SG Goodman and I have something in common: We both studied philosophy in college. I like to get in a good zinger when I can in these, so, if you’re reading this SG, here goes: What does Zeno take in his coffee? Half and a quarter and an eighth….
Goodman had recent jokes of her own at Songbyrd Music House, which mainly involved repeating her own name as many times as she could. It was a funny bit, with just the right mix of sarcasm and sincere salesmanship. A native of Hickman, Kentucky, her music takes on Southern culture and stereotypes with a unique perspective, intelligence and compassion, channeled through her perspective as a queer woman.
At Songbyrd on Sept. 24, Goodman’s songs hit hard, like her opening number, “Work Until I Die” and “If You Were Someone I Loved,” which was dedicated to love those who been lost to the opiate crisis. The set continued with the title cut of her 2020 debut album, Old Time Feeling. She cautioned the audience against releasing their debut album, as she did, in the middle of a pandemic, or you will find yourself — as she is — on your first headlining tour three years later. As difficult as that’s been for her, she did manage to get that headlining tour; many artists who had their first release in that time will, sadly, get lost in the shuffle.
Watch the official music video for “If You Were Someone I Loved” by SG Goodman on YouTube:
While there’s a lot of nods to Southern culture in her songs, there’s other, more abstract, conceptual material alongside it, like “Space and Time.” It’s not surprising that someone with a background in philosophy would write a song with that title and that she would find such issues interesting. There’s a fierce intelligence here, with some sharp elbows to go with it. After playing the title cut of this year’s Teeth Marks, she said, “I’m not an easy woman to deal with,” and she told the audience she tends to rub people the wrong way. I find this relatable; I have a short story under submission called “Biting People’s Heads Off: A Love Story.”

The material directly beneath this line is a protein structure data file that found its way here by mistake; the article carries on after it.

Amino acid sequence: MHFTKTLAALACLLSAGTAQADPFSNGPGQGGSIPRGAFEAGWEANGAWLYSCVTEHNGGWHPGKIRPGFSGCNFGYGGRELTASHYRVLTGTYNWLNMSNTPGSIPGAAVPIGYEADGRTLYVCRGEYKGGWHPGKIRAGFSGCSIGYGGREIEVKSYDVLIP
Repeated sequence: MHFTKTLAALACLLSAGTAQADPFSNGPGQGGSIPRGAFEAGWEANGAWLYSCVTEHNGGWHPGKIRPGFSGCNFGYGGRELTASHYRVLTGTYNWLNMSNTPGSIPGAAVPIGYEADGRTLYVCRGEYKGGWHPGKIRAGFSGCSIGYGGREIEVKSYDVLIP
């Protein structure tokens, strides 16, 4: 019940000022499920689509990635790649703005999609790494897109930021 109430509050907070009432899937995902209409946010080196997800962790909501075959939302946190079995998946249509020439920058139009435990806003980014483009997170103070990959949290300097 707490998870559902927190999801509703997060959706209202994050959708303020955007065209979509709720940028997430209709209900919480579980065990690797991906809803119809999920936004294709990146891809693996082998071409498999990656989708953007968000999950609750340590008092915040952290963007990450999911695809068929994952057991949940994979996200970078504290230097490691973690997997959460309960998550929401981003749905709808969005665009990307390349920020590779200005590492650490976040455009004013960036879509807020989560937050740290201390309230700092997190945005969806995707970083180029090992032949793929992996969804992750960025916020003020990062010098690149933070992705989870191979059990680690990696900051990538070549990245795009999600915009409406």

Also relatable: she said “the way I talk is the way my daddy talked” when she introduced, reasonably enough, “The Way I Talk.” In my case, though, I have a Ohio non-accent shaped by my father shouting “flaming f-ing idiot” at the dinner and his favorite joke, the one about how he he liked to sneaked into my and my sister’s room in the dead of winter, peel off the covers, and watch us shiver. And he wonders why I occasionally say things that fall outside the “norms of conventional discourse.”
Watch the official music video for “The Way I Talk” by SG Goodman on YouTube:
The next song up, “Back To Me,” is what she calls her “positive mantra.” It’s about how the things you put out into the world are visited back upon you. “I don’t normally play this,” she said, introducing “Solitaire,” which she closed the set with. It’s a song that didn’t make her latest album, and it was inspired by watching a game of poker. The lyric “lost on the river” came from terminology used in the game.
The crowd at the Songbyrd — many of whom were making the first visit since the venue moved from Adams Morgan to Union Market, which was generally agreed to be upgrade over the previous location’s basement setup, and also had nearby, free street parking — welcomed her back enthusiastically for an encore. Goodman said, “We’re not necessarily responsible for the trauma we experience, but we have the tools to process it.” I wish I had recorded the first part of that sentence and could play it back for my mom! Anyway, SG and her band closed out the show with “Keeper of the Time.”
Before Goodman took the stage, Montreal, Quebec, Canada-based singer-songwriter Le Ren played a 30-minute solo acoustic opening set. Humorously, she mentioned she didn’t realize she had a Canadian accent. After her set, I told her the old David Foster Wallace joke: Two fish are swimming along, and they pass an older fish who says, “Morning boys, the water’s great today!” The fish swim along a bit more, then one looks at the other and asks him, “What the hell is water?”